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Chanukiyot of the Shaar - Part 2



Continuing from last week, this week we’re featuring chanukiyot from around the world in the Shaar’s museum collection.




This bronze oil chanukiah from Morcco (c. 1860), though corroded over time, is still a remarkable piece. The back depicts the Tree of Life and the lions of Judah along with other motifs of Moroccan folk art. Unlike the chanukiyot we commonly use today, this chanukiah has a hook on the back and was meant to hang from the wall. 




An early Bezalel chanukiah made in 1915. Written on the back is the following: “Made in Palestine at the art workshop of Sharar Betzalel, Jerusalem, P.O.B. 729.” The ornate design depicts biblical imagery of a lion and deer in front of palm trees. The centre shows the high priest (Kohen Ha-Gadol) lighting the menorah in the temple, assisted by a young boy carrying two jars of oil. At the top is written: “Ha-neirot hallalu kadosh hem.” Gift of Mrs. Esther G. Heller in memory of her parents, Adela and Maurice Goldenberg (parents of Senator Carl Goldenberg).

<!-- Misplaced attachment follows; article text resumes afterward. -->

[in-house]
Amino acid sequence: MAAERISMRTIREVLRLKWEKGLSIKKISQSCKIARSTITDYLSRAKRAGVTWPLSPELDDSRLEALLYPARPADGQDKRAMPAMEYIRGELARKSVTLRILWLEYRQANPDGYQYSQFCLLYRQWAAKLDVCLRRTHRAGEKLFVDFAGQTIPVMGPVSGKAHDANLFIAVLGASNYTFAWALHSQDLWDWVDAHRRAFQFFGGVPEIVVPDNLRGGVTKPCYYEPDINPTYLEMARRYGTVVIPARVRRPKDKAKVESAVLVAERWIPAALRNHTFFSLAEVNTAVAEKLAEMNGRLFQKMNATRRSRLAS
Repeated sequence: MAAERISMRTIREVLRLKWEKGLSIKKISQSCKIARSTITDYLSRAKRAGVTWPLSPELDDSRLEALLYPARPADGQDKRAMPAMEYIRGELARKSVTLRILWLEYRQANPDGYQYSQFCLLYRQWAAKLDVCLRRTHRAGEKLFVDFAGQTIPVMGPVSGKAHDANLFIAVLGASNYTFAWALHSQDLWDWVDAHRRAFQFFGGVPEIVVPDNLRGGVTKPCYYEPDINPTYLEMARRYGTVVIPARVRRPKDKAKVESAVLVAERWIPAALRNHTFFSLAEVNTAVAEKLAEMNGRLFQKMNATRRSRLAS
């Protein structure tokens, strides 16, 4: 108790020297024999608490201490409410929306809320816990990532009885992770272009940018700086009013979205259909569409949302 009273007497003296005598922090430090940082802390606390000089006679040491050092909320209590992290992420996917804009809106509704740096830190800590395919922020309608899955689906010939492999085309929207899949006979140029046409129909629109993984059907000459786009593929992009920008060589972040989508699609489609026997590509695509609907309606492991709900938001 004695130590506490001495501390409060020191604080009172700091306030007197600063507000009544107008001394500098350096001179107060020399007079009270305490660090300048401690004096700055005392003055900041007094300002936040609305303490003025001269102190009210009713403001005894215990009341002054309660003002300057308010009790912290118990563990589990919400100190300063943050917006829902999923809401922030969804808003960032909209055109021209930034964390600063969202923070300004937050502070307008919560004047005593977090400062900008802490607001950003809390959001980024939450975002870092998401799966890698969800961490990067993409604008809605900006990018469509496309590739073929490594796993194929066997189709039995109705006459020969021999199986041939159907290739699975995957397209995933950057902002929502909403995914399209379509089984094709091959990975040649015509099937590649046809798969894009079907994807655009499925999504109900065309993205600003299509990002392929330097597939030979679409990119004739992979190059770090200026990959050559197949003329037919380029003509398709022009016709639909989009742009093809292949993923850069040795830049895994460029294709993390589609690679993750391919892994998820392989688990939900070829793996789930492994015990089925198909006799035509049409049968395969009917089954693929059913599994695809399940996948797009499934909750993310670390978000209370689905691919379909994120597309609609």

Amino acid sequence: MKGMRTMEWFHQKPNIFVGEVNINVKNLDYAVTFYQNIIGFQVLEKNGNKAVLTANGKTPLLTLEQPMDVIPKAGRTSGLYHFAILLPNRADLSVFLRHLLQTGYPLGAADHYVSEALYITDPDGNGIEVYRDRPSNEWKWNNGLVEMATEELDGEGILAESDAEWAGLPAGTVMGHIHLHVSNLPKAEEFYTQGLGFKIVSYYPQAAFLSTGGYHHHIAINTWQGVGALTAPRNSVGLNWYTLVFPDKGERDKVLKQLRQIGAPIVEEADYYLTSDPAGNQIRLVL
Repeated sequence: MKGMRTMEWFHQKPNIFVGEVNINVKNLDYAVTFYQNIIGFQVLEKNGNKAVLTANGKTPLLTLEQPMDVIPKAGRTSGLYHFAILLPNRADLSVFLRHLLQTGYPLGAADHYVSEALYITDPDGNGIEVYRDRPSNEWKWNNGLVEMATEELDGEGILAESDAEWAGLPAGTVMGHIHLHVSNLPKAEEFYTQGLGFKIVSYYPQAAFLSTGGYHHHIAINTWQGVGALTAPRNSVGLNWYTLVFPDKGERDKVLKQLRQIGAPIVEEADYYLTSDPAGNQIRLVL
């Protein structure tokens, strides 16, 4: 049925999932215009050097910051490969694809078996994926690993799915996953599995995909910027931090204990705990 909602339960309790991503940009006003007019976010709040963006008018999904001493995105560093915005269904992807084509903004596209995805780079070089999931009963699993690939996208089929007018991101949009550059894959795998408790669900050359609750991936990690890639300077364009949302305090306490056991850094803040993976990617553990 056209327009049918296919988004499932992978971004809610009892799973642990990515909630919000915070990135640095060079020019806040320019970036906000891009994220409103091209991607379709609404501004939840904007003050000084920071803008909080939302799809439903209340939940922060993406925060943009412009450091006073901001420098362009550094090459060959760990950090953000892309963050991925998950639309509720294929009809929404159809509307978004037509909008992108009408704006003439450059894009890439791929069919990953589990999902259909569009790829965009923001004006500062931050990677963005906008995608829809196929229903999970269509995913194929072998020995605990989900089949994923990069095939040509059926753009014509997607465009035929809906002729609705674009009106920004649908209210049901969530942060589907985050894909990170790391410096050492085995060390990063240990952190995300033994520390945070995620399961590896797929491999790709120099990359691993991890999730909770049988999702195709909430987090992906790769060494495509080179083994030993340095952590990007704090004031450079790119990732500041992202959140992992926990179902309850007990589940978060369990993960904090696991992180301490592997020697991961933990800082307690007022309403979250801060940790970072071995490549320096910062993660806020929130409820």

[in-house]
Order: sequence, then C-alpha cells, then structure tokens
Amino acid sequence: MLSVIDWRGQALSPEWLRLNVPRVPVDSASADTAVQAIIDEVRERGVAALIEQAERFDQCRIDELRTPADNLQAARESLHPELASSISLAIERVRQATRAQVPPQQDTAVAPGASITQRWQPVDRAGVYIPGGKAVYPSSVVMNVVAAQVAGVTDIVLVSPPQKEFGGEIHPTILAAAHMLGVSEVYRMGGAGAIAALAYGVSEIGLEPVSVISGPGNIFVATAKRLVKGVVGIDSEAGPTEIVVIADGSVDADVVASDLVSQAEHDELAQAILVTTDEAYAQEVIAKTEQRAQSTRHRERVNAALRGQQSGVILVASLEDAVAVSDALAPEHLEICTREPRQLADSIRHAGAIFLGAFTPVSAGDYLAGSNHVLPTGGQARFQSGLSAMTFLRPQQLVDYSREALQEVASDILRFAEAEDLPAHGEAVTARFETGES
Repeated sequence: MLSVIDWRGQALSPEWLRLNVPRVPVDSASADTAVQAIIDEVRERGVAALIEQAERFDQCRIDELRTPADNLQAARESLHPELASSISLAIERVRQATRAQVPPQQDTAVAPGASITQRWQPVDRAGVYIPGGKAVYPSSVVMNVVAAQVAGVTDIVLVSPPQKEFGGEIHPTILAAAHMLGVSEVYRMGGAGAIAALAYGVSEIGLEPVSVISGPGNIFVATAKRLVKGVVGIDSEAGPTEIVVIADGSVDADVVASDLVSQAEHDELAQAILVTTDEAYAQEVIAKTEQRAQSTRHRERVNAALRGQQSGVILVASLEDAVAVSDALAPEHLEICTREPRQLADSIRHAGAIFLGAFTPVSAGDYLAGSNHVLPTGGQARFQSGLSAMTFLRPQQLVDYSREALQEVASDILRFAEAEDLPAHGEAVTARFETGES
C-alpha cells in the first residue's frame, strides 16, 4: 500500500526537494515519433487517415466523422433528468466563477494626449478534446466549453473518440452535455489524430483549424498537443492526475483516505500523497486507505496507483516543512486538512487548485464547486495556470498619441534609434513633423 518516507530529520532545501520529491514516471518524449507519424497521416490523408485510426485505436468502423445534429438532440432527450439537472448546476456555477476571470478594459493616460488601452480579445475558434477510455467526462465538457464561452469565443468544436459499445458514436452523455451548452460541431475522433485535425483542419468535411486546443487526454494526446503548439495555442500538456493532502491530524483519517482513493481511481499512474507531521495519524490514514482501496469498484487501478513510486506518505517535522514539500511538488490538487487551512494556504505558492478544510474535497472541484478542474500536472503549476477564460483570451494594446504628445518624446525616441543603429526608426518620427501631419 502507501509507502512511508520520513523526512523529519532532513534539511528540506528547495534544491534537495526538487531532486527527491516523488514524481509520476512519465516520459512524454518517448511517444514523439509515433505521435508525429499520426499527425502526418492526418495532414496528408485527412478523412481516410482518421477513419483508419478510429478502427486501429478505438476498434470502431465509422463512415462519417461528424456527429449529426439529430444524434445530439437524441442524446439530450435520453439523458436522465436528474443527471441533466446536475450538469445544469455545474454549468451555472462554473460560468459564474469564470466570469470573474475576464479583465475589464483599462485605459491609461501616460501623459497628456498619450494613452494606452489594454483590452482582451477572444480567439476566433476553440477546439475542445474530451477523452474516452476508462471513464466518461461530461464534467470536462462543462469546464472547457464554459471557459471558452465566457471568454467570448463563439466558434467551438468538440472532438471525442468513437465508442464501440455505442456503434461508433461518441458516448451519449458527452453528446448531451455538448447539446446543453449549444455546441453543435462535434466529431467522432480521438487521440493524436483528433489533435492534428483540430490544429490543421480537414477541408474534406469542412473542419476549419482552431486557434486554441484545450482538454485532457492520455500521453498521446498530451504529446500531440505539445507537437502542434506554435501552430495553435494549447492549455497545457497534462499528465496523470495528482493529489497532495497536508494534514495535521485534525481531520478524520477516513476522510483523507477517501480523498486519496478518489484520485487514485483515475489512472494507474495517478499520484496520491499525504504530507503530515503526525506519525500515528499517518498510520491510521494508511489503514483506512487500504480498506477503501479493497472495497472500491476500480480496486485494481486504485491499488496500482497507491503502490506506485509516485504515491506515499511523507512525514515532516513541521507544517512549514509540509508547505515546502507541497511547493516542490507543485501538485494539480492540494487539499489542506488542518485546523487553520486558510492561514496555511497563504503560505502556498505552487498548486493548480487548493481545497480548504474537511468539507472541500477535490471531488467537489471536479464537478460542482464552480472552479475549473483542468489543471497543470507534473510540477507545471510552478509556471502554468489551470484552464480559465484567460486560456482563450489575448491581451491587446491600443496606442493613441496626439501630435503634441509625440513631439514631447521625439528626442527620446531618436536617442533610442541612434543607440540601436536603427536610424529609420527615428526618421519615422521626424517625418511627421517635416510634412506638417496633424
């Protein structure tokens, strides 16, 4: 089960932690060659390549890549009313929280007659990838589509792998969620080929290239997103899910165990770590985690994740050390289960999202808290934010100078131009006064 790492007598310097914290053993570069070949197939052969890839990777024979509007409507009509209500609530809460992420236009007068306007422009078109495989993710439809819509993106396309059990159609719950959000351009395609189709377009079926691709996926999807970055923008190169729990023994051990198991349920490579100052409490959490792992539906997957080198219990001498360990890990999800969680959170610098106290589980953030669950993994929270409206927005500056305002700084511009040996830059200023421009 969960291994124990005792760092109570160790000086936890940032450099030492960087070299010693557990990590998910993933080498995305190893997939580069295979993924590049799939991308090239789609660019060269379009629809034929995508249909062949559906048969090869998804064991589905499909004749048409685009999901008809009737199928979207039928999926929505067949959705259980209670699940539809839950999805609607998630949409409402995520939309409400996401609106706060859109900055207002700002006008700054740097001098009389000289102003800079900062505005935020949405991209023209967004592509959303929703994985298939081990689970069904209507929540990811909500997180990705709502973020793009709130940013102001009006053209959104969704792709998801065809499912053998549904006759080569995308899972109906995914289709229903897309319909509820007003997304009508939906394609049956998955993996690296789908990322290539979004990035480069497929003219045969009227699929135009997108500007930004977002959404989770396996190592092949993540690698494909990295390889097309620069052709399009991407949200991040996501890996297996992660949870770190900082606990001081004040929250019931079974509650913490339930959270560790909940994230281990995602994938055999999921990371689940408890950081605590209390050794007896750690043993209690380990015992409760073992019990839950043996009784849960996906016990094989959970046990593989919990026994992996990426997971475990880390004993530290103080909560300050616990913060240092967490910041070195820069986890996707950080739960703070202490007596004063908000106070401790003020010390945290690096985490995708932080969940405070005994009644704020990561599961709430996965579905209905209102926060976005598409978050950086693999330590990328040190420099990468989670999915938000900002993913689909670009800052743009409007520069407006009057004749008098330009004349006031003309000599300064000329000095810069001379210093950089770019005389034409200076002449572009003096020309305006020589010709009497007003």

A silver and alloy handcrafted chanukiah made in Canada, between 1915-1925. The back shows two lions holding a crown.




This absolutely stunning chanukiah from Poland (c. 19th C) is made of German silver. The back plate is made of brass and depicts two lions around a menorah. This chanukiah interestingly has two shamushim. The company that made this chanukiah was a Warsaw-based silver foundry called the “Brothers Henneberg” which was founded in the mid-19th century. Gift from wedding of Mrs. Jeanne (Lazare) Rosemarin. Donated to the Shaar in January 1987. 




A chanukiah from East India (19th C.) Brass engraved, crude pattern on surface. Gift of Mrs. Morris Gelber, 1986

Saturday, May 18, 2024 10 Iyyar 5784